Just more than a week ago, the Corroon campaign released a lengthy research memo titled "Gary Herbert: Governor For $ale," questioning whether Herbert's donors had received state contracts, tax breaks and other incentives.
Lt. Gov. Greg Bell made what appeared to be a passing reference to the allegation when he welcomed the crowd at Grand America Hotel.
"By your generous support, you've shown you are willing to foster good government without any expectation of personal advance," Bell said.
A few blocks away, about two dozen protesters rallied outside the governor's mansion earlier in the afternoon, carrying signs and chanting that the Governor's Office should not be for sale.
"At tonight's gala, Gary Herbert has taken fundraising to an all-new high by having $50,000 sponsorships," said Corroon campaign manger Donald Dunn. "Under a Corroon administration, you would see contribution limits capped at $10,000 and you'd see contractors and people who do business with the state prohibited from giving."
Herbert's campaign originally asked sponsors to give $50,000 to be a top-tier sponsor but scaled it back to $25,000. Eight contributed at that level, and 21 more donated $10,000 each to be at the second tier of support.
Gala organizers said the requested amount was scaled back because many had already contributed to Herbert's campaign and it had nothing to do with the political sparring.
Fred Lampropoulos, founder and president of Merit Medical, one of the donors whose relationship with the governor has been questioned by the Corroon camp, said he is "mad as hell."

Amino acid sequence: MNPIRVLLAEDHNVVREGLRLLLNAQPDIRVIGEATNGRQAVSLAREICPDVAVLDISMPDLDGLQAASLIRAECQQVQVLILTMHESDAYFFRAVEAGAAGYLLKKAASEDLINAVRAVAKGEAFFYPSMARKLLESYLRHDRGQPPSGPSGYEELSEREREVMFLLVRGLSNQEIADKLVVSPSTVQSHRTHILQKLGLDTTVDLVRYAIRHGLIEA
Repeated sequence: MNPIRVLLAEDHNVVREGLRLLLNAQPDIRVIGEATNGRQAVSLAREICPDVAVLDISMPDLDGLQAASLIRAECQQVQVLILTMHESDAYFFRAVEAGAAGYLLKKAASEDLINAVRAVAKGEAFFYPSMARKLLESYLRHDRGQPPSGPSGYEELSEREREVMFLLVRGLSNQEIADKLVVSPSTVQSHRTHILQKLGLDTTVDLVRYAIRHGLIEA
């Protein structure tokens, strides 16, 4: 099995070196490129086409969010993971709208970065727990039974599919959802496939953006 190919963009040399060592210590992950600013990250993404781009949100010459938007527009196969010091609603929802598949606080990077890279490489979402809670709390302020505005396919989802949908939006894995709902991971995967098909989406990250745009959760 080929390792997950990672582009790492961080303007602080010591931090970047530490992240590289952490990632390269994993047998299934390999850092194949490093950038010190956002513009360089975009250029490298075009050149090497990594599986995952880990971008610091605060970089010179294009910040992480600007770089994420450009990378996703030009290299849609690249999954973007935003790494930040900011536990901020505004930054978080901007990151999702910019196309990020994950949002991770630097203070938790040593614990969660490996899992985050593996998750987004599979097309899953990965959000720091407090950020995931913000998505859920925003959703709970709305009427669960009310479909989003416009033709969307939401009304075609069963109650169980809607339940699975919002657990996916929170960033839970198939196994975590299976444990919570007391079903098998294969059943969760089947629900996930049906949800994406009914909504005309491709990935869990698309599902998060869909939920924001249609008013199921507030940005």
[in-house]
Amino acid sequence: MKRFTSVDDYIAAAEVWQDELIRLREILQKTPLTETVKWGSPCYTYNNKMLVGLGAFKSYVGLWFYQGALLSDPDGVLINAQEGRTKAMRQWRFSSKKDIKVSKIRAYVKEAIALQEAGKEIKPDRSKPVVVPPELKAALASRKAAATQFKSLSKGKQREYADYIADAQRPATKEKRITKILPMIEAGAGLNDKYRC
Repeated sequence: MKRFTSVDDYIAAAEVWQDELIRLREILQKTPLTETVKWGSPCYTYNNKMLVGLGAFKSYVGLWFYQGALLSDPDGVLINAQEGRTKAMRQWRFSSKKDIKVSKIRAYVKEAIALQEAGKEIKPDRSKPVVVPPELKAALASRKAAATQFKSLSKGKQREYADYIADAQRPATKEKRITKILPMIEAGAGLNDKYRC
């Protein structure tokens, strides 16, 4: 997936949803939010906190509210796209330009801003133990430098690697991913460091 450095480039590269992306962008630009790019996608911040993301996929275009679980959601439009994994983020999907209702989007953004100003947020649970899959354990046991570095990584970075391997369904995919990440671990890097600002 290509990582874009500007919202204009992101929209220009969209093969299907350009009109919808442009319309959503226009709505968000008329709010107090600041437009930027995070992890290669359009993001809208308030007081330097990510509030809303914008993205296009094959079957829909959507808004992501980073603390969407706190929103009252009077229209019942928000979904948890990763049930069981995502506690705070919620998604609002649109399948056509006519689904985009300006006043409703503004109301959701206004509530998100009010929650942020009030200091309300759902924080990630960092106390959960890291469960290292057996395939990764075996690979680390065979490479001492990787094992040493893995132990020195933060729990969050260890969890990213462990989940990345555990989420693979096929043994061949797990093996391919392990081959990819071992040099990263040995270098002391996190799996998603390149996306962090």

Corroon has questioned whether Merit's $50,000 contributions played a role in the company receiving $4.4 million in tax incentives if it creates 700 new jobs.
"We did it to help a governor we think has a vision on economic development," Lampropoulos said.
He said his company has also given money to Corroon's mayoral campaign and the mayor's office approved a $12 million economic development incentive at the county three years ago.
Dunn said the county was one of three entities, along with the school district and the city, that had to approve that incentive. And, he said, the donations were not nearly as large or in the same time frame as the approval.
Herbert's spokeswoman, Angie Welling, said the governor is "frustrated" by the allegations that have been made and said the governor has an "open-door policy," whether the constituent has given his campaign money or not.
She also acknowledged that, as the campaign has done in the past, large donors to the event will get a one-on-one meeting with the governor so he can thank them for their contribution.
Lane Beattie, president of the Salt Lake Chamber of Commerce, said he has been to fundraisers for several governors and the issue has arisen before, but he thinks the allegations are "ludicrous."
"When you have the business community as a bloc going out to support a governor, obviously you're going to have successful men and women getting awarded," Beattie said, but that doesn't mean there has been anything untoward. "The process doesn't even put him in a position to do those kinds of things."
The gala program, titled "American Tapestry," featured a long list of traditional Americana tunes, from gospel to rock and roll, including the disco anthem "I Will Survive."
As it did last year, the Herbert campaign gave part of the evening's earnings to charity. This year, the campaign gave $10,000 to the Utah National Guard Charitable Trust Fund, which cares for wounded soldiers and those in need. It was matched by $10,000 from other donors.
Sgt. Gordy Ewell, who was seriously injured in 2006 during a tour in Iraq, said he returned home and had not receiving any payments from the Army and his veteran's benefits had not kicked in.
"For some months things were pretty lean. I started looking for viaducts and refrigerator boxes," he said, but the charity helped him through. "You can hate the war but still love and care about taking care of those who were sent there."